As the Canadian Cancer Society launches its annual Daffodil Month Campaign in April, the need for continuing support from the public remains strong. Not only will one in three Canadians be diagnosed with cancer in his or her lifetime, but cancer remains the leading cause of premature death (death earlier than the average life expectancy).
“This is one of the especially tragic aspects of this disease,” says Gary Semenchuck, President, Canadian Cancer Society. “Cancer is always a devastating disease, but it’s especially tragic when people with many productive years of life ahead of them die prematurely. With the continuing generosity of Canadians we will do all we can to ensure that no Canadian has to fear cancer.”
“We have made great progress in the fight against cancer and we know that the next 10 to 20 years will bring even greater advances,” says Julie White, Chief Executive Officer, Canadian Cancer Society and the National Cancer Institute of Canada. “An area of great promise is prevention of cancer. It is of paramount concern to us and is the cornerstone of our mission. We are committed to finding out as much as we can about preventing cancer and delivering this information to Canadians as quickly and clearly as possible.”
White adds that up to 70 per cent of cancers could be prevented through lifestyle choices such as adopting a healthy diet rich in fruits and vegetables, choosing not to smoke or quitting, and avoiding overexposure to the sun.
“There is also mounting evidence about the importance of physical activity in preventing cancer,” she says.
“The most definitive evidence is for colorectal cancer, but new evidence has recently come to light about the convincing role of physical activity in preventing breast cancer. This is the type of vital information that we strive to uncover through our research.”
Advocating on behalf of Canadians is another important thrust of the Society’s prevention activities. Through its advocacy efforts – such as lobbying for smoke-free environments across Canada – the Society helps create societal change that will support Canadians’ healthy lifestyle choices.
“In addition to tobacco smoke we are committed to protecting Canadians from other environmental contaminants proven to increase risk of cancer,” says White. “For instance, we are calling for a ban on the use of carcinogenic chemical pesticides for cosmetic use on lawns and gardens as there is compelling evidence that some commonly used pesticides cause cancer. We are very concerned about the environment. People should not be exposed to known carcinogens.”
In addition to funding activities to promote prevention of cancer, donations raised during April will also fund:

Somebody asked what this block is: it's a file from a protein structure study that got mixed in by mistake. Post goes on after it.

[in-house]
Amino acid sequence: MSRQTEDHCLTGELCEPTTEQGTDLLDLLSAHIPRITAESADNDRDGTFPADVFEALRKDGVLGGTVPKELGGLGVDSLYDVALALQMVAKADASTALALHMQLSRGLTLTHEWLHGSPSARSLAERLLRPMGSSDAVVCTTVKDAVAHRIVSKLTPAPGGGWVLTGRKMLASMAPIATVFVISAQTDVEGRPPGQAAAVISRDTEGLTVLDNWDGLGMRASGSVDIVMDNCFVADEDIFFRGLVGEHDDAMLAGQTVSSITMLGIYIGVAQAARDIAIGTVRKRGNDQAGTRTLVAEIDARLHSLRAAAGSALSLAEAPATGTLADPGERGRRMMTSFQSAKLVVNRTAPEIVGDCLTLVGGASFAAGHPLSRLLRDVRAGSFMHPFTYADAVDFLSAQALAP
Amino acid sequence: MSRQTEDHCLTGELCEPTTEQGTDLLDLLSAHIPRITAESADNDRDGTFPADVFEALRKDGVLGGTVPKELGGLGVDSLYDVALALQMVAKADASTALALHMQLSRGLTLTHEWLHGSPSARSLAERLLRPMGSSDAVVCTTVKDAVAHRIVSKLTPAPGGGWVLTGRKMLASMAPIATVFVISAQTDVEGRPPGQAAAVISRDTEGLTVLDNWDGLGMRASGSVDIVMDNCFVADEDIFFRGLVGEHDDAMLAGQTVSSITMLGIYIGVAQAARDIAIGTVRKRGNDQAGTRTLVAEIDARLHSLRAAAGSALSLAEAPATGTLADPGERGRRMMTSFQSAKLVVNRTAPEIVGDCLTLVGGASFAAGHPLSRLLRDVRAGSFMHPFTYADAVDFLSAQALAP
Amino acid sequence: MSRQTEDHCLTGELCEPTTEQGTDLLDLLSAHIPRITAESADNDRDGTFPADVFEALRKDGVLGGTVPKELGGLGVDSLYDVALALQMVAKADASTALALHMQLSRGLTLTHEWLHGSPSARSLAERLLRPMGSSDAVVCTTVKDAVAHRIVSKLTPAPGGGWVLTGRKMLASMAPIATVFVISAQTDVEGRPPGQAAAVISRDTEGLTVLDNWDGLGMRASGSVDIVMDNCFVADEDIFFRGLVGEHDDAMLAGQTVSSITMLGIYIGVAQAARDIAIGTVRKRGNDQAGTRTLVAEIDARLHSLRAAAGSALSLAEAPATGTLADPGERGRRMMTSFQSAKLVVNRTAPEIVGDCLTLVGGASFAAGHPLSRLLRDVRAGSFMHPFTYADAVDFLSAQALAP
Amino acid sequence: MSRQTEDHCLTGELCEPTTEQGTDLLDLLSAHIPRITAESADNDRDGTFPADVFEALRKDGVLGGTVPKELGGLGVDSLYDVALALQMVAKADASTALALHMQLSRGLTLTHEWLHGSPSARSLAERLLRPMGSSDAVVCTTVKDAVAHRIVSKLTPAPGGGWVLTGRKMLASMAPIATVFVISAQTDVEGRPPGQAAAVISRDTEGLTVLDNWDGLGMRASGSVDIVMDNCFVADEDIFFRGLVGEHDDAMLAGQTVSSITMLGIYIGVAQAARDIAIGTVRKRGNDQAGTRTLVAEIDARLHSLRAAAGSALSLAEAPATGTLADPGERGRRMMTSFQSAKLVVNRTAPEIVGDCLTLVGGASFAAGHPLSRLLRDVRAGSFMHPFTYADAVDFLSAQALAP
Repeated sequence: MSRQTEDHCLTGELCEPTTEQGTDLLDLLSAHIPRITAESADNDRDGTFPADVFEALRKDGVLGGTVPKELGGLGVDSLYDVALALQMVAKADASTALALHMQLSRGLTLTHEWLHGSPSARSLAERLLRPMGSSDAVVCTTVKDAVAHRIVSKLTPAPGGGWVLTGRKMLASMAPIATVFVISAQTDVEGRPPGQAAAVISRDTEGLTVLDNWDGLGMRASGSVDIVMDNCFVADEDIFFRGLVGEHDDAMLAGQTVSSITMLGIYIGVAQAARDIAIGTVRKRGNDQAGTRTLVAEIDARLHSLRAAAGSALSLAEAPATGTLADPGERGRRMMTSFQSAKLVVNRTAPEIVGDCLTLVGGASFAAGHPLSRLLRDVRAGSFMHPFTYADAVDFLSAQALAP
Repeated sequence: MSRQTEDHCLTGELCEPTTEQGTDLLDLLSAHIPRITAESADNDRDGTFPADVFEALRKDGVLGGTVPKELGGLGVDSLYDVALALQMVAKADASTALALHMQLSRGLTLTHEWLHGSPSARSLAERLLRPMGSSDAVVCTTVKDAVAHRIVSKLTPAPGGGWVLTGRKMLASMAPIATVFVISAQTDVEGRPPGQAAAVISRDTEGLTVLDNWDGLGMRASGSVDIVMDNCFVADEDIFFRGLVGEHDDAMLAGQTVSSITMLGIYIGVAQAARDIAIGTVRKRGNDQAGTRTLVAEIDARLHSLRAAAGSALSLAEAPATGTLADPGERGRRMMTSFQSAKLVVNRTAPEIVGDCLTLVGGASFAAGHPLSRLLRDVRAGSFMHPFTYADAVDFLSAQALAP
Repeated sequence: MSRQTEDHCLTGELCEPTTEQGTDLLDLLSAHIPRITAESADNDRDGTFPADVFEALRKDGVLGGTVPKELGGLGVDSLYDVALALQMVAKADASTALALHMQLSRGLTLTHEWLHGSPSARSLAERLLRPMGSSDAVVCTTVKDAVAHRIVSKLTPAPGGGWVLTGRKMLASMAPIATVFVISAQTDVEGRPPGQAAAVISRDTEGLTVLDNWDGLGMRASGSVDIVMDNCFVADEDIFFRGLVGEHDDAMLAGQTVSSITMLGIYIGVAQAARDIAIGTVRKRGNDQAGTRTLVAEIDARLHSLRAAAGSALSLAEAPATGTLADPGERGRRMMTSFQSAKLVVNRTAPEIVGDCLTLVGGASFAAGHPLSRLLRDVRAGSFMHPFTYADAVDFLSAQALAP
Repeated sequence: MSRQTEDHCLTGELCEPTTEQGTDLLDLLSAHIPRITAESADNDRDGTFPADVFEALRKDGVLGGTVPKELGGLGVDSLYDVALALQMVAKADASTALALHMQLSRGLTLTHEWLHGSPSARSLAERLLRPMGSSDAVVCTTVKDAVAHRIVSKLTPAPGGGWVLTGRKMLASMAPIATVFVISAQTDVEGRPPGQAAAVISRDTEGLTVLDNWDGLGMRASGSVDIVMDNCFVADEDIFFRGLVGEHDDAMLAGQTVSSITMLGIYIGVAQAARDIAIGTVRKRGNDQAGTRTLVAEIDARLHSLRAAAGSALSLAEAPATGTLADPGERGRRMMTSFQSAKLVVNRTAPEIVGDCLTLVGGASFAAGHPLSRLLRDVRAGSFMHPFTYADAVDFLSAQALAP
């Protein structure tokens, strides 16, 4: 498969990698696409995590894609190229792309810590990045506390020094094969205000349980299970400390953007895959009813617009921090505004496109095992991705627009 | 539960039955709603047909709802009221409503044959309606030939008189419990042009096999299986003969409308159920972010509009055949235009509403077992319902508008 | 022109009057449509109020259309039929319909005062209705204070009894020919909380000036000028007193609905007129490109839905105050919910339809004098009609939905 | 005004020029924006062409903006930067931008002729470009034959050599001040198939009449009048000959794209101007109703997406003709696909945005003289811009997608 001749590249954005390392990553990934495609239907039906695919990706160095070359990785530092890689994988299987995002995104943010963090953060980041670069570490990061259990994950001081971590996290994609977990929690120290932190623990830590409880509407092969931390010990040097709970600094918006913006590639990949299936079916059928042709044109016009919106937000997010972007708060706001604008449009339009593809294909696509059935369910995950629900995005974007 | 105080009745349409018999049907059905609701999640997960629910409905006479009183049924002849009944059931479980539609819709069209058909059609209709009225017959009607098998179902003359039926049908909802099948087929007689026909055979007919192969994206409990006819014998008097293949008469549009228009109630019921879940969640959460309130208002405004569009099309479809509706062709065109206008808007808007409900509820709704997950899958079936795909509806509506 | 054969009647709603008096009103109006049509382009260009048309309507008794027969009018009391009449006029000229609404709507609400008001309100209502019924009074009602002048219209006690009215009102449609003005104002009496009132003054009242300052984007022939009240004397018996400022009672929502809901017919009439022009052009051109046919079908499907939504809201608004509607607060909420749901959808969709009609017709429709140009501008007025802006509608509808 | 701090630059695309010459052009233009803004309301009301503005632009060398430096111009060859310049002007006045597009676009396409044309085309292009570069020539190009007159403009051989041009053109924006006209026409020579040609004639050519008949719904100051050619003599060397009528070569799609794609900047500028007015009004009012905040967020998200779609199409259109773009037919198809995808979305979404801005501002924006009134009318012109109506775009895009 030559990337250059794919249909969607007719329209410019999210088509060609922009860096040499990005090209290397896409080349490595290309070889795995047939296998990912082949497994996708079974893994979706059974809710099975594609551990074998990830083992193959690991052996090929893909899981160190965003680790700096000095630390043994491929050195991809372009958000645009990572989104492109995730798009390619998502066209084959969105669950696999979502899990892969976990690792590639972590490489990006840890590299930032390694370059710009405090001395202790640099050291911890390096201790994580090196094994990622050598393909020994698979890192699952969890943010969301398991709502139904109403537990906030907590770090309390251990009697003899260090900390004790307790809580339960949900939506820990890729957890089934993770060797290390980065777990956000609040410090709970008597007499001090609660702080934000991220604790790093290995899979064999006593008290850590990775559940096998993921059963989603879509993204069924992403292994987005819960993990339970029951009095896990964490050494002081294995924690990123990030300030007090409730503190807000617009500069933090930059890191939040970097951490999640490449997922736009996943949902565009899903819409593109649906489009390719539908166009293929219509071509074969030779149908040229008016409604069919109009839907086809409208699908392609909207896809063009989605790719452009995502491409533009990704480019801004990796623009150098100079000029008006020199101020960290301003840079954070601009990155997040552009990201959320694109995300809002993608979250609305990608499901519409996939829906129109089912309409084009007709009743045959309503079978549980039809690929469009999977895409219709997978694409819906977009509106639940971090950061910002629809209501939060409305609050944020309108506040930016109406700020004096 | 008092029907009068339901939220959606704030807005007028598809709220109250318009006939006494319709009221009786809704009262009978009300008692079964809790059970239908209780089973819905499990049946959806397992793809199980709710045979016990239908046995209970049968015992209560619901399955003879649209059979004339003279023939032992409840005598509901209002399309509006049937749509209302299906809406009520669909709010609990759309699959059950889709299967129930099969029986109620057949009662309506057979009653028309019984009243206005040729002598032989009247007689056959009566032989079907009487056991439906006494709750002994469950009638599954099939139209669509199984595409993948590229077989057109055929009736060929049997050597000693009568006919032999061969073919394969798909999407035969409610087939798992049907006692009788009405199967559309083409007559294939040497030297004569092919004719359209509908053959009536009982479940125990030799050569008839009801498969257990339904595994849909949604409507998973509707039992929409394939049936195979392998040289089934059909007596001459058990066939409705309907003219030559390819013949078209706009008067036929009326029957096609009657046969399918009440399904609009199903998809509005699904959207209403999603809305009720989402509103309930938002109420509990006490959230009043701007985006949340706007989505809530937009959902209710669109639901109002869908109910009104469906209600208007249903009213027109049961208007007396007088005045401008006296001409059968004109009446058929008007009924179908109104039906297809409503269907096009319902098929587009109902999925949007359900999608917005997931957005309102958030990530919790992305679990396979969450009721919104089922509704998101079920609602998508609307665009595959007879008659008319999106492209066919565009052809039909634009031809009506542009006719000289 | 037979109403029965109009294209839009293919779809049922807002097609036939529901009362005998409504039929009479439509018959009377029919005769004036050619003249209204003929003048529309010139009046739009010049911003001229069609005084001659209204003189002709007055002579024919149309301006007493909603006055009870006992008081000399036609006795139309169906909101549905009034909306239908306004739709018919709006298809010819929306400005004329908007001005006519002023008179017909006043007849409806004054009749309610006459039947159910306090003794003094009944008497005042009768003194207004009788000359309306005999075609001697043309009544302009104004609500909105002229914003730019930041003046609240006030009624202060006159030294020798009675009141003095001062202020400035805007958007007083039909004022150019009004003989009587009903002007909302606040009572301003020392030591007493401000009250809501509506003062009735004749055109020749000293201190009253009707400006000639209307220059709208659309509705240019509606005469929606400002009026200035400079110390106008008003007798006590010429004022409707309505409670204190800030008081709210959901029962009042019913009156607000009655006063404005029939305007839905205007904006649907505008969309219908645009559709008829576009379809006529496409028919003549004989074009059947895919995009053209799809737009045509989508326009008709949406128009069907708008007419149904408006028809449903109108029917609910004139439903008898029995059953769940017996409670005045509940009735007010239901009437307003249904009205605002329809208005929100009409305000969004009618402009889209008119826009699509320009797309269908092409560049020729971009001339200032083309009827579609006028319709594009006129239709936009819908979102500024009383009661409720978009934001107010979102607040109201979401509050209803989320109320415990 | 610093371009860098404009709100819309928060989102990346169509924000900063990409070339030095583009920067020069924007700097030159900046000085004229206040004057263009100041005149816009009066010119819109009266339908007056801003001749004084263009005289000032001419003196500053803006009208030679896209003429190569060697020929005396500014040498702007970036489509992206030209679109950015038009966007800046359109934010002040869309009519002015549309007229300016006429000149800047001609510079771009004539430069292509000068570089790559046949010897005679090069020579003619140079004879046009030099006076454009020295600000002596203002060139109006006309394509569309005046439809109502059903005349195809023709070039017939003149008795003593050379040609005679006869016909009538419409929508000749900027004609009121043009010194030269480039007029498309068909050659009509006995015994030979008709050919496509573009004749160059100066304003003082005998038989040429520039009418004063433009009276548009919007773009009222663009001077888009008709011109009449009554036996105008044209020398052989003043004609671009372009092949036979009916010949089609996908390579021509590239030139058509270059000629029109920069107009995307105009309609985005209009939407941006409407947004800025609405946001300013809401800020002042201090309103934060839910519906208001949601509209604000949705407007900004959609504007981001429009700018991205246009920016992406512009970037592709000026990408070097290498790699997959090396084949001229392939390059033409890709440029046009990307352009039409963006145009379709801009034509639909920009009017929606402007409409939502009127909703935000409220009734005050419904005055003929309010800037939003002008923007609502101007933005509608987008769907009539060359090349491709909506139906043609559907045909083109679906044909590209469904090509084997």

“¢ important research that will uncover vital answers about this disease;
“¢ dissemination of information about all types of cancer;
“¢ support services for people experiencing cancer.
“We are able to carry out our essential work in the fight against cancer because of the generous donations we received from Canadians,” says Semenchuck. “By investing in us, Canadians can rest assured that inroads will continue to be made, and that fewer people will have their lives tragically cut short because of this disease.”
The Canadian Cancer Society’s door-to-door campaign has been a springtime tradition in communities across Canada since 1948. The Campaign is launched each year with Daffodil Days, which take place on different days in different communities across the country. This year’s Campaign goal is to raise $18 million. During the year, the CCS also raises funds through gift planning, special events and In Memoriam gifts, bringing total donations to approximately $118 million.
Information about local Canadian Cancer Society events during April is available by contacting local offices listed in the telephone book or by visiting http://www.cancer.ca
Watch for the following events in April:
“¢ Thursday, April 18: the release of Canadian Cancer Statistics 2002 – a report card on cancer progress in Canada;
“¢ Wednesday, April 24: an announcement of this year’s newly-funded cancer research grants made possible by Canadian Cancer Society funds.
The Canadian Cancer Society is a national, community-based organization whose mission is the eradication of cancer and the enhancement of the quality of life of people living with cancer. Together, Canadians and the Canadian Cancer Society are making cancer history.